Gas pumps, door handles and shelves: Dr. Hinshaw highlights some COVID-19 risks
CALGARY -- Alberta added 164 new cases of COVID-19 to its total Friday and Dr. Deena Hinshaw, Alberta's chief medical officer of health, also took some time to highlight some of the riskiest ways residents could come into contact with the virus.
During Sept. 4's update, Hinshaw reminded Albertans about the potential risks posed by the highly infectious coronavirus pathogen, especially when many have their minds set on their long weekend plans.
"We are heading into the last long weekend of summer and I know many people are excited to enjoy it. However, the number of cases being reported today is a clear reminder that we cannot afford to be reckless. COVID-19 does not take holidays."
Hinshaw added that many outbreaks of the illness have come from such gatherings and safety needs to a priority for all residents who plan or attend such events.
"There are many ways to have fun while still doing it safely. For example, I know our province has many places to visit on a hopefully warm and inviting Labour Day long weekend. If you do visits such places, make sure you are aware of any restrictions, such as mandatory mask bylaws that may be in effect where you are going."
She added travellers should always have hand sanitizer, masks and alternative plans in place in case their first choice ends up being too crowded.
Because so little is known about how long the virus can survive on surfaces, Dr. Hinshaw says everyone also needs to take caution when they come into contact with high-touch areas. That warning becomes even more important when people are coming from all different areas of the province or country.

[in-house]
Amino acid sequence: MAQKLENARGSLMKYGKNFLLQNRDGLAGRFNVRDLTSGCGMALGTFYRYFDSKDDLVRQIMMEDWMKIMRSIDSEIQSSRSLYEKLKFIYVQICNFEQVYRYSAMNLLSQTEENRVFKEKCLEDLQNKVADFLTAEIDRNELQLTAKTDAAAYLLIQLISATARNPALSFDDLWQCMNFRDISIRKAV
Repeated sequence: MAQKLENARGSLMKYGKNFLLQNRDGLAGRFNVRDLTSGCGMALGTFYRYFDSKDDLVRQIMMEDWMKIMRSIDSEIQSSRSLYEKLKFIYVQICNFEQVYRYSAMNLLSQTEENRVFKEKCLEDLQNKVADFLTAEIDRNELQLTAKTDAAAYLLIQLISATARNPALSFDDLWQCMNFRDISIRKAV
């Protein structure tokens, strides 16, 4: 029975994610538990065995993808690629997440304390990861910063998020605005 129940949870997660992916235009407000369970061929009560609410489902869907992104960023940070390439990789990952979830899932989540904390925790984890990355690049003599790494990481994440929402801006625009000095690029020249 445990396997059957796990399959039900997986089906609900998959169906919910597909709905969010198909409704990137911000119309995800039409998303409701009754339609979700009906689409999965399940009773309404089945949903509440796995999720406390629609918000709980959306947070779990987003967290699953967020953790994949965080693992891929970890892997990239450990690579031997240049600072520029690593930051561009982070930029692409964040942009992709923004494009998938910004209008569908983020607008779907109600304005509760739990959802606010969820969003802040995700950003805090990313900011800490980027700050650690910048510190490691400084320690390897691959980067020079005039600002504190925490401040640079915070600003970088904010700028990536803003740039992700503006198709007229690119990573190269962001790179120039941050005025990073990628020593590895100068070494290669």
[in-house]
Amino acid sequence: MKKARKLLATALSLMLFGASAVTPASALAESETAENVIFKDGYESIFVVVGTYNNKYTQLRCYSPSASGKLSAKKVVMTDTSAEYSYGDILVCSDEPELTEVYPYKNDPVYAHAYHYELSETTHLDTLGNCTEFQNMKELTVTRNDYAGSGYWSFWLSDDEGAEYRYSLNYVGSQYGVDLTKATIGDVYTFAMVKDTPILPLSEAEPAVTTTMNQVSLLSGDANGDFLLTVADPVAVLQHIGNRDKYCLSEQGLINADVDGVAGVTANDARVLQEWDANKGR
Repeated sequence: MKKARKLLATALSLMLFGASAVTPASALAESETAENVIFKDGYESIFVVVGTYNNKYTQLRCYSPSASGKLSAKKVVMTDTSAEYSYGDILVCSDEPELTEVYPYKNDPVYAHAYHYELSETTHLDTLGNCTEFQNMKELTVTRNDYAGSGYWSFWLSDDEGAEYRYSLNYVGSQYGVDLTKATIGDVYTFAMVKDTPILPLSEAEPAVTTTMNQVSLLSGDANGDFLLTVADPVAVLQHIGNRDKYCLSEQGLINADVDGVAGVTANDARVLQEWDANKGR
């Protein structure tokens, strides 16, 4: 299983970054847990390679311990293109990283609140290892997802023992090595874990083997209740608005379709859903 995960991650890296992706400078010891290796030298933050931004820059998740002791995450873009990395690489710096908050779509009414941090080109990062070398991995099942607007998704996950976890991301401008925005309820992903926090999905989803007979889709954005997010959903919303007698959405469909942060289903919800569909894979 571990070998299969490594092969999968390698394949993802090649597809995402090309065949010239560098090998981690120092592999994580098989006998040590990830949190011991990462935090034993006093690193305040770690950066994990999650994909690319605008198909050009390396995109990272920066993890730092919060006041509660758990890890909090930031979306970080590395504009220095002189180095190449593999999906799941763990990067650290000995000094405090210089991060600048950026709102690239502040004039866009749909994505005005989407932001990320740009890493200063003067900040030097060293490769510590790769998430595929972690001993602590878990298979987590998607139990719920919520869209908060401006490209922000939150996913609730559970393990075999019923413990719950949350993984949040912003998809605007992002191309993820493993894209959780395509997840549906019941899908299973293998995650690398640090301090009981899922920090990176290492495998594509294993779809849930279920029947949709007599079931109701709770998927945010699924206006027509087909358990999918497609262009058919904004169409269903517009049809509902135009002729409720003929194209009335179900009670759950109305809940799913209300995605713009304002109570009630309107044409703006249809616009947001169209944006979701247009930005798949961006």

Hinshaw said some of the riskiest surfaces include gas pump handles, door handles and store shelves.
"If you stop, sanitize your hands before and after pumping gas, shopping and paying for and taking food at a drive-thru. Wear a mask in indoor spaces where you may not be able to maintain physical distance at all times."
Those same precautions are also vital during any bathroom stops as well, she added.
"Currently, close contacts are the largest source of exposure of active cases, ahead of both outbreaks and unknown exposures. It's important to be cautious, even when we're with those who we love."
Hinshaw added any weekend event, such as a barbecue, should be kept as small as possible and should only consist of the members of your own cohort.
"Please don't pass around snacks, drinks, smokes, tokes or vapes. This isn't being rude – it's being considerate of others. Now is not the time for sharing anything that has been in your mouth."
There have been no new deaths from the illness over the past 24 hours and 12,799 people have recovered.